Book Secrets

Contest Info

  • Started: 3/30/2005 06:05
  • Ended: 4/1/2005 06:05
  • Level: advanced
  • Entries: 15
  • Jackpot:
  • FN Advanced 1st Place $5
  • FN Advanced 2nd Place $3
  • FN Advanced 3rd Place $2
Book Secrets
Contest Directions: What hidden secrets could we find in old books? Create images of how books can be used to hide things or be modified in some way to serve a different purpose, or images of books being used in any unique, unconventional manner.

Contest Info

    • Started: 3/30/2005 06:05
    • Ended: 4/1/2005 06:05
    • Level: advanced
    • Entries: 15
    • Jackpot:
    • FN Advanced 1st Place $5
    • FN Advanced 2nd Place $3
    • FN Advanced 3rd Place $2
15 pictures
  • Book knife

    Book knife
  • Rattlesnake

    Rattlesnake
  • Juiced

    Juiced
  • Cookbook

    Cookbook
  • Houdini Escapes

    Houdini Escapes
  • Jesse James

    Jesse James
  • 4D Book

    4D Book
  • Micheals Book

    Micheals Book
  • Peek a Boo

    Peek a Boo
  • The Booze Book

    The Booze Book
15 image entries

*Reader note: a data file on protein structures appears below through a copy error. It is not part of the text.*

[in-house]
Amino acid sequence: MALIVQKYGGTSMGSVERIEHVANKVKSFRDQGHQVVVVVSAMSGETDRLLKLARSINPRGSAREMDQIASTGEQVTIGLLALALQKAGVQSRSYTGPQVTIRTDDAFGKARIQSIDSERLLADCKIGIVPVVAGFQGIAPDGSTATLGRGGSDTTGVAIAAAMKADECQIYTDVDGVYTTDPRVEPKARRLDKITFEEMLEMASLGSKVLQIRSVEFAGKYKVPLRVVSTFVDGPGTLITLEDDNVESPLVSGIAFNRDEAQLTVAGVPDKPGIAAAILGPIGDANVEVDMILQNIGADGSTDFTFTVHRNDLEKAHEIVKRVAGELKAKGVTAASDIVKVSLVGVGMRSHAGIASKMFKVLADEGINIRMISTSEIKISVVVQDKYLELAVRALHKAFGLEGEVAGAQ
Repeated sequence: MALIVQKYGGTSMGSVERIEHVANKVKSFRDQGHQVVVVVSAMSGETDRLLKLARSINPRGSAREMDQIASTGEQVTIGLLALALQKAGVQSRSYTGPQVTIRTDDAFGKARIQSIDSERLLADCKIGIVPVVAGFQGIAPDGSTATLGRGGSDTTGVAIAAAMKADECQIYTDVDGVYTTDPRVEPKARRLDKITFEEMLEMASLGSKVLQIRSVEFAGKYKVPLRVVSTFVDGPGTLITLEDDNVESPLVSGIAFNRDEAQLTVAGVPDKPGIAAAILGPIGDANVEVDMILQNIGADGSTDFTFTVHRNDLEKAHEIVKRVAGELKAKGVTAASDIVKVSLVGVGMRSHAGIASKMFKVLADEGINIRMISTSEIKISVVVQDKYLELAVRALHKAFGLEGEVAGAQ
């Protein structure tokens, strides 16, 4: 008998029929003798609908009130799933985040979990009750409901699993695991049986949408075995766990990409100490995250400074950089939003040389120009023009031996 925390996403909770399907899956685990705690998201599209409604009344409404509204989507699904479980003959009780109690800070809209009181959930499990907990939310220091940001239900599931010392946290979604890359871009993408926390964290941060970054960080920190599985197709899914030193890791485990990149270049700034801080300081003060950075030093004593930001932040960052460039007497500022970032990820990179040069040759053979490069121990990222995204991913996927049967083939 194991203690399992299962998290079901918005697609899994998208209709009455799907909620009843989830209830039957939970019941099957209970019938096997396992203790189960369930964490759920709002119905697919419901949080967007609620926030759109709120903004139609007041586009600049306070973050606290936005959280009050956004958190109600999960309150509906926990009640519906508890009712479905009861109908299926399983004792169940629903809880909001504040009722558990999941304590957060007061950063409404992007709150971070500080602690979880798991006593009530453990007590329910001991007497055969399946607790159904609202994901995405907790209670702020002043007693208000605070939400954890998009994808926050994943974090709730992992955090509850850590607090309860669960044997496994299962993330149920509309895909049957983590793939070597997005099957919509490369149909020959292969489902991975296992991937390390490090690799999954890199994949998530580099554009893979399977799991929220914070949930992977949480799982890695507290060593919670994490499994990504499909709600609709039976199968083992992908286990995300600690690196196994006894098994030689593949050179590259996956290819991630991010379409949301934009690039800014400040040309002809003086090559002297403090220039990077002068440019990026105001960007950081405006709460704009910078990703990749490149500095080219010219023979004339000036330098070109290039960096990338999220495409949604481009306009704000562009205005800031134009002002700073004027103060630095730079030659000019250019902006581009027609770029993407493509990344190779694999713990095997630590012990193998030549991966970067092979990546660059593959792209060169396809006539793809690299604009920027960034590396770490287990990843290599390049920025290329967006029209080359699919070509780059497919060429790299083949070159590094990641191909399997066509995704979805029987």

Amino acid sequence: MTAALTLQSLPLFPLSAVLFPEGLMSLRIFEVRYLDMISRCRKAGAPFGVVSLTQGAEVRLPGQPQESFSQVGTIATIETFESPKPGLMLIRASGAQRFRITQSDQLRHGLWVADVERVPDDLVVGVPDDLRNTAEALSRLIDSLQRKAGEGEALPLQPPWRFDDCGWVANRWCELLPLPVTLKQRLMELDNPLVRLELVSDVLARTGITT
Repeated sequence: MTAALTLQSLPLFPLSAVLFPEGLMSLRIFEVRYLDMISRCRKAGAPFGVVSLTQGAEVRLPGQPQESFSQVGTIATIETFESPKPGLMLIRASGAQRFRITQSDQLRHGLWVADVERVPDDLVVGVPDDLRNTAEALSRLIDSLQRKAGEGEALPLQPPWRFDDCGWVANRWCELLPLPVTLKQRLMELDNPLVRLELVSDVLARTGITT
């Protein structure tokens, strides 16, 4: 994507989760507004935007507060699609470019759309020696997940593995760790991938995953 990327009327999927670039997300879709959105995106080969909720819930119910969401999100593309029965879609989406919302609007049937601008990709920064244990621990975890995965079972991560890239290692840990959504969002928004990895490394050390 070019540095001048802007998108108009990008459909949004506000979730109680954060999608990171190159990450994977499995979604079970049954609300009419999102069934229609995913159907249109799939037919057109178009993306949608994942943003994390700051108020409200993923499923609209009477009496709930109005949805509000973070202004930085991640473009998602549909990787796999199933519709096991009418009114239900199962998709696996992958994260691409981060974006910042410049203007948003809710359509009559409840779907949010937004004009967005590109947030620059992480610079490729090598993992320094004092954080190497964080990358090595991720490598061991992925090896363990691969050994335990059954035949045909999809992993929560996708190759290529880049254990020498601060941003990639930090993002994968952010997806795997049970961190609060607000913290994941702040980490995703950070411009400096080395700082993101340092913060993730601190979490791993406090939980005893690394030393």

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This contest is fueled by the following news: It might literally be said that Australian law enforcement officials cracked "The Da Vinci Code." The officers found 12 vials of performance enhancing anabolic steroids within the book; the inside pages having been cut out. A man in Sydney faces two charges of importing the illegal substances into the country. Medieval Manuscripts: The falling of the Roman Empire in the fifth Century AD reduced its cultural influence on the remaining world. In the Western Roman Empire, the traditions of writings using Latin remained in monasteries, as initially the Kassidore in the monastery Vivaria, and later Benedict Nursiski in the 6th century stressed on the importance of the re-writing of texts. This was very much influenced on the importance of books during the medieval period, though that time basically the priesthood only read the books. Prior to the invention and launching of the printing machine, all the books were re-written manually, the result of which the books were very costly and rarely. There were four types of scriveners: Copyist - they were involved in mass production and correspondence; Calligrapher - who were involved in the production of important books; Correctors - who were involved in the comparison and matching of completed books with a manuscript, from which it was copied; Painters - who were drawing red color letters; Illustrators - who made the illustrations. Irish monks introduced spaces between the words in the 7th century. This was made easy for reading, as they did not know Latin well. But up to the 12th century, spaces could not get wide usage. There were assumptions that the switchover to the usage of spaces between the words reflects the switchover from "semi singing" reading to reading - to talk to oneself. Parchment or wove (bull calf leather) was used for pages in the first books. The covering pages were made from wood and were covered with leather. As dried parchment poorly formats, books were equipped with clamps or braces. In the late medieval times, when the first public libraries appeared, frequently books were fixed to the book shelves or tables for the prevention of theft. (Latin: libri catenati were used up to the 18th Century.) The first books were copied basically in monasteries one book at a time. With the development of Universities in the 18th century, the demand for books rose and a new method of copying came out. Books were divided into separate sheets (petsia), which were distributed among copyists. In this way, the books production rate was increased significantly. Guilds of traders liked this method, who started the production of religious and non-religious material. Xylography and incunabula In the beginning of the 14th century in Western Europe, xylography (it was developed long ago in the East) appeared. In xylography, a matrix with an image of a page was cut from a wooden piece. This wooden piece could be dipped in ink and used for making several pages. People started producing books as well as playing cards and religious works by xylography. But the creation of a book was a very laborious process, as for each page there was a requirement in the making of its own carving. Apart from this, the wood only lasted for a short duration it easily got erased and chapped. Chinese inventor Pi Sheng developed the ceramic composing matrix approximately in 1045, but examples of its printing are absent. He arranged the symbols in a small palate, coated with melted wax. Then he applied a board on it until all the symbols were aligned in one level. When the wax was cooled, he used this palate for printing. In the 15th century, Iogani Gutenberg designed the printing machine with metallic composing elements, which made books comparatively accessible (though for many people its was very costly). Printed books, individual sheets and illustrations, which were made in Europe before 1501, were known as incunabula (Latin incunabula "cradle"). Paper: Though the manufacturing of paper in Europe started approximately from the 11th century up to the 16th century, paper and wove were produced in similar volumes, but wove was costlier and stronger. Printers and publishers were frequently issued the same publication on both the materials so as to satisfy all the users. As many other medieval inventions, the first paper was made in China around 200 BC and reached Europe through the Muslim territories. Initially it was made from fabric, but the industrial revolution made it possible to make the paper from a cheaper material Cellulose.